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United States presidential election in Kansas, 2008

The 2008 United States presidential election in Kansas took place on November 4, 2008, and was part of the 2008 United States presidential election. Voters chose 6 representatives, or electors to the Electoral College, who voted for president and vice president.

United States presidential election in Kansas, 2008

← 2004 November 4, 2008 2012 →
  John McCain official portrait 2009.jpg Obama portrait crop.jpg
Nominee John McCain Barack Obama
Party Republican Democratic
Home state Arizona Illinois
Running mate Sarah Palin Joe Biden
Electoral vote 6 0
Popular vote 699,655 514,765
Percentage 56.48% 41.55%

Kansas presidential election results 2008.svg
County Results

President before election

George W. Bush
Republican

Elected President

Barack Obama
Democratic

Kansas was won by Republican nominee John McCain by a 14.9% margin of victory. Prior to the election, all 17 news organizations considered this a state McCain would win, or otherwise considered as a safe red state. He won all but three counties and one congressional district in the state.

As of 2016, this is the last time that Crawford County went for the Democratic candidate in a presidential election.

Contents

CaucusesEdit

CampaignEdit

PredictionsEdit

There were 17 news organizations who made state-by-state predictions of the election. Here are their last predictions before election day:

  1. D.C. Political Report: Republican[1]
  2. Cook Political Report: Solid Republican[2]
  3. Takeaway: Solid McCain[3]
  4. Election Projection: Solid McCain[4]
  5. Electoral-vote.com: Strong Republican[5]
  6. Washington Post: Solid McCain[6]
  7. Politico: Solid McCain[7]
  8. Real Clear Politics: Solid McCain[8]
  9. FiveThirtyEight.com: Solid McCain[6]
  10. CQ Politics: Safe Republican[9]
  11. New York Times: Solid Republican[10]
  12. CNN: Safe Republican[11]
  13. NPR: Solid Republican[6]
  14. MSNBC: Solid McCain[6]
  15. Fox News: Republican[12]
  16. Associated Press: Republican[13]
  17. Rasmussen Reports: Safe Republican[14]

PollingEdit

McCain won every pre-election poll. Since March 16, McCain won each poll with a double-digit margin and at least 47% of the vote.[15]

FundraisingEdit

John McCain raised a total of $1,219,074 in the state. Barack Obama raised $1,548,322.[16]

Advertising and visitsEdit

Obama spent $62,108. McCain and his interest groups spent $13,693.[17] Neither campaign visited the state.[18]

AnalysisEdit

Kansas has always been a Republican stronghold at the presidential level, voting for GOP nominees in all but seven elections since statehood. The last Democratic presidential nominee to carry the Sunflower State was Lyndon B. Johnson in his landslide election in 1964. Although the state did receive attention from Barack Obama, whose mother was born in Kansas, it wasn't enough to overcome the deeply planted GOP roots in the state. John McCain carried Kansas by a comfortable 15-percent margin of victory. McCain's margin of victory in Kansas, however, was less than that of George W. Bush who carried the state in 2004 with 62% of the vote over John Kerry's 36.62% showing in the state - a 10-point swing to the Democrats in 2008.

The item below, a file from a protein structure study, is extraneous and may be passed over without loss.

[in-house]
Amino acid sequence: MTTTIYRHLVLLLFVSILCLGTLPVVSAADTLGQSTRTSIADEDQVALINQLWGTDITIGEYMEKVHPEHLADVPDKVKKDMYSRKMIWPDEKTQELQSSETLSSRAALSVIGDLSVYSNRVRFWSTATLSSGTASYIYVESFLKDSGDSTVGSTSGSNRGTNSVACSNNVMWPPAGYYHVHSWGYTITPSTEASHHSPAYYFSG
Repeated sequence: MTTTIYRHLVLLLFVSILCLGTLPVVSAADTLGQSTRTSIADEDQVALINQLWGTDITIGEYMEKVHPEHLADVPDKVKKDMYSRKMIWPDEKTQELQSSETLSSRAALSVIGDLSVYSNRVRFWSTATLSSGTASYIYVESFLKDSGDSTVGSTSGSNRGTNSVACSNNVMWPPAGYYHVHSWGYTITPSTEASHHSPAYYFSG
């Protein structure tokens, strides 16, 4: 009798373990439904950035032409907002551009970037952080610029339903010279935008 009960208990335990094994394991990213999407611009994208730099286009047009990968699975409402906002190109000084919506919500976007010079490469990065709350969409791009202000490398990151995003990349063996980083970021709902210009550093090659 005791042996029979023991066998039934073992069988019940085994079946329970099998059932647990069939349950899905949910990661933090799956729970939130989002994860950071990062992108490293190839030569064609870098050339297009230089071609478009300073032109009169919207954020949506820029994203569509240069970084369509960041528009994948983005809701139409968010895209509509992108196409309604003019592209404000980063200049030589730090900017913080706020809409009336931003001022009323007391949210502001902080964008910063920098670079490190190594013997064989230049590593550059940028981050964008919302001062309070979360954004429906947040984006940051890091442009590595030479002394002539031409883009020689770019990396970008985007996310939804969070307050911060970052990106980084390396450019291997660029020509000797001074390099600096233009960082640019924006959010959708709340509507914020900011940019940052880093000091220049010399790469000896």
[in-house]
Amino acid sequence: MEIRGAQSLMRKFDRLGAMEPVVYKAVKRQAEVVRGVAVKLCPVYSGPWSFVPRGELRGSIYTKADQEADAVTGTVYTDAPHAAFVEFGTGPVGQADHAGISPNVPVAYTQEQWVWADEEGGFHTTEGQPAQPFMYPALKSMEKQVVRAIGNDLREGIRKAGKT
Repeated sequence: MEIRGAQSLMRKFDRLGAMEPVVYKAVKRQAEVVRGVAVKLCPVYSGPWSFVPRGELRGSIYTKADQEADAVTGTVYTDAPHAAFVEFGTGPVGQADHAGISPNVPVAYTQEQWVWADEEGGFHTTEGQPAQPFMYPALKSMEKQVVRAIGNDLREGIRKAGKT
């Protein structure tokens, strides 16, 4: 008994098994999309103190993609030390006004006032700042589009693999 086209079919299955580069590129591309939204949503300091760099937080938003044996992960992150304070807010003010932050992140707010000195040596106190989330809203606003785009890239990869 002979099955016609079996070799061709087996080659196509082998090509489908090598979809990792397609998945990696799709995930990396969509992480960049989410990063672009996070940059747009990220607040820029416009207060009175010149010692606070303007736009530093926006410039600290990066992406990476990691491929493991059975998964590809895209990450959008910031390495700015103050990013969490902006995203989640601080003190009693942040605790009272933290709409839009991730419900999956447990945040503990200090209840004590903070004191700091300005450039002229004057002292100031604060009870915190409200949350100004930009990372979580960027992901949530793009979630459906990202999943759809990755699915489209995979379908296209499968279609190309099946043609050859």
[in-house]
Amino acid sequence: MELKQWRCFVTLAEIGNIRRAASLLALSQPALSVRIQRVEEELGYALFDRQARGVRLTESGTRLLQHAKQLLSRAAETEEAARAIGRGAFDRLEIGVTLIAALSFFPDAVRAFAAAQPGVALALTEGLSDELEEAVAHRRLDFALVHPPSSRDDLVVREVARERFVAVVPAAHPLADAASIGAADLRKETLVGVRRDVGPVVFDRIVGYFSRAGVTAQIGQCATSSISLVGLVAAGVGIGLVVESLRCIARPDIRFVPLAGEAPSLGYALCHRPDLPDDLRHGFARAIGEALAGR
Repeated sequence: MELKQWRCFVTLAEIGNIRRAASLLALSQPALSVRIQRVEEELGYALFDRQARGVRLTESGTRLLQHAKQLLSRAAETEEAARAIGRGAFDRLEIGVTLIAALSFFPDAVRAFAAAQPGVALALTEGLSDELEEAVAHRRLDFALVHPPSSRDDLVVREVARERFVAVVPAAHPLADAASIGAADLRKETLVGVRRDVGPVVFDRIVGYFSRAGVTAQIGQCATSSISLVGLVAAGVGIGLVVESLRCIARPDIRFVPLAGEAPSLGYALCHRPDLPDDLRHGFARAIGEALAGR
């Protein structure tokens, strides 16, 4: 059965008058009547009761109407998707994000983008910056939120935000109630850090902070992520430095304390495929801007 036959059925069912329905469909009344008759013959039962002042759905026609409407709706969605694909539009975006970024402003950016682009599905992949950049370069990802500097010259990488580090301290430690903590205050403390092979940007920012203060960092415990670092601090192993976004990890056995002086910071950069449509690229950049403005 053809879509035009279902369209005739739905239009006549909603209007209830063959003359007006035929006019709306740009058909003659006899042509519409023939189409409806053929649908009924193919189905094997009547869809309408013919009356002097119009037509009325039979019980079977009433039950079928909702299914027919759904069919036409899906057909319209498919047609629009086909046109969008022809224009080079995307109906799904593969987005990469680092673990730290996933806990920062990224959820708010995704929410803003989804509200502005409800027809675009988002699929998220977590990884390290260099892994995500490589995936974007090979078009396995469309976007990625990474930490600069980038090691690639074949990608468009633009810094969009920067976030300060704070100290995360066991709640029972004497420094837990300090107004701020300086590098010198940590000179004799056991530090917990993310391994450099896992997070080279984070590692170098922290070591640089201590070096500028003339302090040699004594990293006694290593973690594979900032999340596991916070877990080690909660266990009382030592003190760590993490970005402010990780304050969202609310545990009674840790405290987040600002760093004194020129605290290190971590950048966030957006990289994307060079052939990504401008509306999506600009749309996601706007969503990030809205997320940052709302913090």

Obama only won three counties - Crawford (home to Pittsburg), Douglas (home to Lawrence), and Wyandotte (home to Kansas City). The first two were home to large college populations, while Wyandotte had a significant African-American population. He did, however, succeed in winning 41 percent of the state's popular vote. Only two other Democrats have cracked the 40 percent barrier in the state since Johnson's 1964 landslide (Jimmy Carter in 1976 and Michael Dukakis in 1988).

To highlight its status as a reliably red state, former State Treasurer Lynn Jenkins, a Republican, ousted incumbent Democratic U.S. Representative Nancy Boyda to win back Kansas's 2nd Congressional District seat in the U.S. House of Representatives. Jenkins received 50.80% of the vote to Boyda's 45.97%. At the same time, incumbent Republican U.S. Senator Pat Roberts was reelected with 60.06% of the vote over former Democratic U.S. Representative Jim Slattery. Republicans also made gains in the Kansas Senate, picking up one seat.

As of the 2016 presidential election, this is the last election in which Crawford County voted for the Democratic candidate.

ResultsEdit

United States presidential election in Kansas, 2008[19]
Party Candidate Running mate Votes Percentage Electoral votes
Republican John McCain Sarah Palin 699,655 56.48% 6
Democratic Barack Obama Joe Biden 514,765 41.55% 0
Independent Ralph Nader Matt Gonzalez 10,527 0.85% 0